While many people love Fernet-Branca, you could say that the historic Italian liqueur is in Edoardo Branca’s blood.
Yes, there is actually a real Italian family behind the complex Italian spirit and Edoardo is the sixth generation of the Brancas to work on their eponymous spirit.
He joined the business a few years ago after a successful career in Italy's financial sector. It was time for Edoardo to help represent the brand that his ancestor Bernardino Branca dreamed up in 1845 as a cure-all to treat cholera and spleen pain, among other conditions. For decades, it was even sold in American pharmacies.
A taste of this herbaceous, bitter liqueur will evoke its medicinal past. Fortunately, you no longer need a prescription to get a bottle of Fernet-Branca. In fact, the liqueur, which, according to Edoardo, is still used in Italy to aid digestion after meals, can now be found in a range of cocktails at top bars around the U.S. And from New York to San Francisco, it’s a favorite of the current generation of craft cocktail bartenders.
While bartenders pour each other small glasses of Fernet-Branca neat, they have also dug back into history for bartending inspiration. What they have found is a number of cocktails calling for Fernet-Branca that were created by some of the greatest bartenders of all time. The turn-of-the-century Hanky Panky (gin, sweet vermouth and Fernet-Branca), which was invented by the world’s first renowned female bartender, Ada Coleman, is one of the most famous of these tipples and has been given new life by the current cocktail revival.
Fernet-Branca’s enduring popularity is understandable, given that after one sip you’ll be enchanted by the spirit’s notes of anise, orange peel and mint, to name just a few. The flavor might remind you of anything from a strong cup of espresso to an herbal remedy. Edoardo suggests tasting it the first time in three sips. The first is a challenge, the second an intrigue and the third is all pleasure. Notes of colombo, aloe and gentian give the first sip its heat and bitterness. But with those flavors still on your tongue, the second sip, gives way to the zedoary and chamomile, which lend the drink a spicy air of licorice. The third sip, fulfillment, is bitter again, with the myrrh coming to the forefront.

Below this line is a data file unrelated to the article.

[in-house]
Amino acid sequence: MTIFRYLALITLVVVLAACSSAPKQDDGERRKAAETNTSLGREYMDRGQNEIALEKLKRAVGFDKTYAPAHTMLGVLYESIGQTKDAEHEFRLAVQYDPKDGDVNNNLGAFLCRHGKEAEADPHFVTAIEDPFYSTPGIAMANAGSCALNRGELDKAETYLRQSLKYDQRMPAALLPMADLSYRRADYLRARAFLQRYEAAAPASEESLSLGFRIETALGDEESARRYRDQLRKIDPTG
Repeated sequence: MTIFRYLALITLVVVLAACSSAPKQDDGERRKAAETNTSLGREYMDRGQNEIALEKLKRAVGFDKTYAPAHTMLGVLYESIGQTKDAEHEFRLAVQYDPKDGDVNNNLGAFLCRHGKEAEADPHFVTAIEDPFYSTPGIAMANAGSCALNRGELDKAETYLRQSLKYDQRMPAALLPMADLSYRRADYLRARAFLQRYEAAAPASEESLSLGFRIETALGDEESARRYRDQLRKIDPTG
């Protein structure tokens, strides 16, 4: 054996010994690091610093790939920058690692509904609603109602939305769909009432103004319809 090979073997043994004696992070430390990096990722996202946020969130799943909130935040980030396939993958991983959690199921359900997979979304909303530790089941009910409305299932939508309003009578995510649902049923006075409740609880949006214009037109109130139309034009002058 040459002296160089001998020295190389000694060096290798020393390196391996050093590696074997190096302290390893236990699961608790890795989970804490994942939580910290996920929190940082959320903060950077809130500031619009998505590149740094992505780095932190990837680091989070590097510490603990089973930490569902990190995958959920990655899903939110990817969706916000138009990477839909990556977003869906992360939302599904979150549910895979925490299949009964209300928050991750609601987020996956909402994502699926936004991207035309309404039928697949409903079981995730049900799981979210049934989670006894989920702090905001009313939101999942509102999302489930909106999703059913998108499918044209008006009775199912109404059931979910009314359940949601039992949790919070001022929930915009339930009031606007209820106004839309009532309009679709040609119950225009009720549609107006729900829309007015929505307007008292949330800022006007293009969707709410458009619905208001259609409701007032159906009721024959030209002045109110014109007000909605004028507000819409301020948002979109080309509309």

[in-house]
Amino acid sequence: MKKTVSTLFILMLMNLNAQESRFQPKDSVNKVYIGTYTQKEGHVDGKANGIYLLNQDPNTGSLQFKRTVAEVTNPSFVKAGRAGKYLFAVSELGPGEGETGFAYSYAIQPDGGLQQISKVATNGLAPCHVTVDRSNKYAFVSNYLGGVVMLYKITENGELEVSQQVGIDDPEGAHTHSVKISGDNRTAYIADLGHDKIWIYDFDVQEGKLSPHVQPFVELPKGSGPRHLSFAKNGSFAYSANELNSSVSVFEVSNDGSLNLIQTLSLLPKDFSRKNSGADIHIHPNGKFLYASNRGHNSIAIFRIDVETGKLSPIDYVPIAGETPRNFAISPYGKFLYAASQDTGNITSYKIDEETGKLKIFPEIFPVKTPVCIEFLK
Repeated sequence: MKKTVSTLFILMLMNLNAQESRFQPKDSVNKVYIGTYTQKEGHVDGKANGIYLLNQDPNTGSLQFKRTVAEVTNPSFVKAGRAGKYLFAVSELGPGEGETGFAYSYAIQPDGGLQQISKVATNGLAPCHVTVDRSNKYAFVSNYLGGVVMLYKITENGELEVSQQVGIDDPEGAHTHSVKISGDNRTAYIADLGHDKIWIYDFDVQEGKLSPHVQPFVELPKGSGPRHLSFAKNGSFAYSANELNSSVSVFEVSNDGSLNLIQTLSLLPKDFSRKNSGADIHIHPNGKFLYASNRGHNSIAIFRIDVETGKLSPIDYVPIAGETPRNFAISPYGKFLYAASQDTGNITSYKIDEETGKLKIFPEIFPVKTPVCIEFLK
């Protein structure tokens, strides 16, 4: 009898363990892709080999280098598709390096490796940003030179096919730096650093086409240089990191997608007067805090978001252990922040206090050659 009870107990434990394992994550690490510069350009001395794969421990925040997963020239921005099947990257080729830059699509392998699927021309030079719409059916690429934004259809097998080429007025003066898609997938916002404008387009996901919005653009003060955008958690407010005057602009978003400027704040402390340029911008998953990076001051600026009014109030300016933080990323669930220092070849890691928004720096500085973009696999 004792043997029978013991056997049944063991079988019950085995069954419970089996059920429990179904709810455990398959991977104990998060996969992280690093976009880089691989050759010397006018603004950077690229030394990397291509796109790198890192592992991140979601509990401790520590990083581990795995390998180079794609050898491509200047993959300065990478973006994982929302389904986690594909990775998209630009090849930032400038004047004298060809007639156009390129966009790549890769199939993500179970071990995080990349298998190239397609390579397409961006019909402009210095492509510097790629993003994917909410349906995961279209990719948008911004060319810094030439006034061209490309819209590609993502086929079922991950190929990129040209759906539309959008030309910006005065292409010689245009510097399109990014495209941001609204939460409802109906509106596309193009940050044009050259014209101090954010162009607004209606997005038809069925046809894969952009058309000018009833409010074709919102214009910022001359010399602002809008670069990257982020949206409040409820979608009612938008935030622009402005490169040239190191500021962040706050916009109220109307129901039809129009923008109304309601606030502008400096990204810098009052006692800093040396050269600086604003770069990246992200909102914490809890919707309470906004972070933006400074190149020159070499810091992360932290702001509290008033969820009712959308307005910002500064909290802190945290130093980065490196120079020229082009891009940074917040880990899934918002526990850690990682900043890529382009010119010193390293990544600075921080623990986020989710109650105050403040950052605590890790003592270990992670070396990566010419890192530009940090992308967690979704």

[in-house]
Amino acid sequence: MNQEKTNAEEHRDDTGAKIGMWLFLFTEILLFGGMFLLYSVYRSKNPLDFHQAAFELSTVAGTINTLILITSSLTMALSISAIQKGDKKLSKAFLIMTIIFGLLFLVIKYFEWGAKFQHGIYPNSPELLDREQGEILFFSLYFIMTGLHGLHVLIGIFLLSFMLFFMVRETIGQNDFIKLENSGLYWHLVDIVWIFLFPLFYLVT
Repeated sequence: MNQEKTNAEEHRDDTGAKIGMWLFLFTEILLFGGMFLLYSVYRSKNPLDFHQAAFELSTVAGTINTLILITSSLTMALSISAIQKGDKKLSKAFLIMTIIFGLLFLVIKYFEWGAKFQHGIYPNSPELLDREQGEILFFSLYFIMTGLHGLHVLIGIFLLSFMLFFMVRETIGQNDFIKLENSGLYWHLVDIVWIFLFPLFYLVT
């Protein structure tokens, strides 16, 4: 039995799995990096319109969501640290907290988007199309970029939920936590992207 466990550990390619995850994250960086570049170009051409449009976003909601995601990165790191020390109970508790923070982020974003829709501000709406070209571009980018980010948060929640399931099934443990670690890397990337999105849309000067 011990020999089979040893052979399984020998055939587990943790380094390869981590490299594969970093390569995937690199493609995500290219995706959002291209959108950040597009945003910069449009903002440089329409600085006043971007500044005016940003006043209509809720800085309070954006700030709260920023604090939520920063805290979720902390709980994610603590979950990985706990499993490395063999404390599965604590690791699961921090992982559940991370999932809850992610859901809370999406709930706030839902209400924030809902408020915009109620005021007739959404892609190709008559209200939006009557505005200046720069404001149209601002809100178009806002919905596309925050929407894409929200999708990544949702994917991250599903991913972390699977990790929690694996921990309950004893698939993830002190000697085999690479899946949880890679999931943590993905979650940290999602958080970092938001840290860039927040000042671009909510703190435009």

While you can now find Fernet-Branca around the world (it’s available in more than 160 countries, including Argentina, where it’s a sensation), the liqueur’s 27 ingredients are equally cosmopolitan, coming as they do from four continents. Its formula has been passed down from one generation of Brancas to the next. The herbs and other ingredients are infused for a month into the base spirit, which is then blended, filtered and aged in giant Slovenian oak barrels for at least a year.
Even though the world has become increasingly high tech, the production methods involved in making Fernet-Branca have remained essentially unchanged. The brand’s commitment to authenticity and consistency has helped endear Fernet-Branca to its fans around the world for the last 170 years.
So, would Bernardino Branca object to how the spirit is now consumed in a variety of ways? Edoardo doesn’t think so, since the company’s motto is, after all, “Innovate but keep [your roots].” So, pour yourself a glass of Fernet-Branca or use it in a cocktail. Salute!
This content was produced on behalf of Fernet-Branca by the The Daily Beast brand strategy team and not by the The Daily Beast editorial staff.